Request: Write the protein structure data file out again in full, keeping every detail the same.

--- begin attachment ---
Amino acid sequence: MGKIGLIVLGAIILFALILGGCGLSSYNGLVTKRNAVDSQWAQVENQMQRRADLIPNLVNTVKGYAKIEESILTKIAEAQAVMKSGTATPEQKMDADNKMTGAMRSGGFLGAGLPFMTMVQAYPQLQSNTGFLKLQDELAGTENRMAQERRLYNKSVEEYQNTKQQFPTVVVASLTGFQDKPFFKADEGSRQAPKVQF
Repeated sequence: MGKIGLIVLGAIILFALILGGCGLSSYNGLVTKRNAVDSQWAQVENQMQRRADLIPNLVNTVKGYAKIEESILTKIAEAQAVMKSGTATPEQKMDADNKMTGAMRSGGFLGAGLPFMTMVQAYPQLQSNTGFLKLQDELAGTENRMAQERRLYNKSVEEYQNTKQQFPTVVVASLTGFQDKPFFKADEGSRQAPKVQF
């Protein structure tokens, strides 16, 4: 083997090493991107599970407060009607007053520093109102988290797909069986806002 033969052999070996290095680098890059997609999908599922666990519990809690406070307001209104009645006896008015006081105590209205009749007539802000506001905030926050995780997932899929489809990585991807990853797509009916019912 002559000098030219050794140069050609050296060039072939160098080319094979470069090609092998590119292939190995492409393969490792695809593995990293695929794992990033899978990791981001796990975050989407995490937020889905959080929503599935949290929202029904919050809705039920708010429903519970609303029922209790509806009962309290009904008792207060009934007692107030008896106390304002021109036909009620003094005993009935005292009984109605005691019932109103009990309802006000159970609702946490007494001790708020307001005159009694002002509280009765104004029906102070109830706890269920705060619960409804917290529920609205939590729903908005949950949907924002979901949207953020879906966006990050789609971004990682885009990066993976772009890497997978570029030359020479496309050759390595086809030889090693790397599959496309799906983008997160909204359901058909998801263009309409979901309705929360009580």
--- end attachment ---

Amino acid sequence: MGKIGLIVLGAIILFALILGGCGLSSYNGLVTKRNAVDSQWAQVENQMQRRADLIPNLVNTVKGYAKIEESILTKIAEAQAVMKSGTATPEQKMDADNKMTGAMRSGGFLGAGLPFMTMVQAYPQLQSNTGFLKLQDELAGTENRMAQERRLYNKSVEEYQNTKQQFPTVVVASLTGFQDKPFFKADEGSRQAPKVQF
Repeated sequence: MGKIGLIVLGAIILFALILGGCGLSSYNGLVTKRNAVDSQWAQVENQMQRRADLIPNLVNTVKGYAKIEESILTKIAEAQAVMKSGTATPEQKMDADNKMTGAMRSGGFLGAGLPFMTMVQAYPQLQSNTGFLKLQDELAGTENRMAQERRLYNKSVEEYQNTKQQFPTVVVASLTGFQDKPFFKADEGSRQAPKVQF
């Protein structure tokens, strides 16, 4: 083997090493991107599970407060009607007053520093109102988290797909069986806002 033969052999070996290095680098890059997609999908599922666990519990809690406070307001209104009645006896008015006081105590209205009749007539802000506001905030926050995780997932899929489809990585991807990853797509009916019912 002559000098030219050794140069050609050296060039072939160098080319094979470069090609092998590119292939190995492409393969490792695809593995990293695929794992990033899978990791981001796990975050989407995490937020889905959080929503599935949290929202029904919050809705039920708010429903519970609303029922209790509806009962309290009904008792207060009934007692107030008896106390304002021109036909009620003094005993009935005292009984109605005691019932109103009990309802006000159970609702946490007494001790708020307001005159009694002002509280009765104004029906102070109830706890269920705060619960409804917290529920609205939590729903908005949950949907924002979901949207953020879906966006990050789609971004990682885009990066993976772009890497997978570029030359020479496309050759390595086809030889090693790397599959496309799906983008997160909204359901058909998801263009309409979901309705929360009580």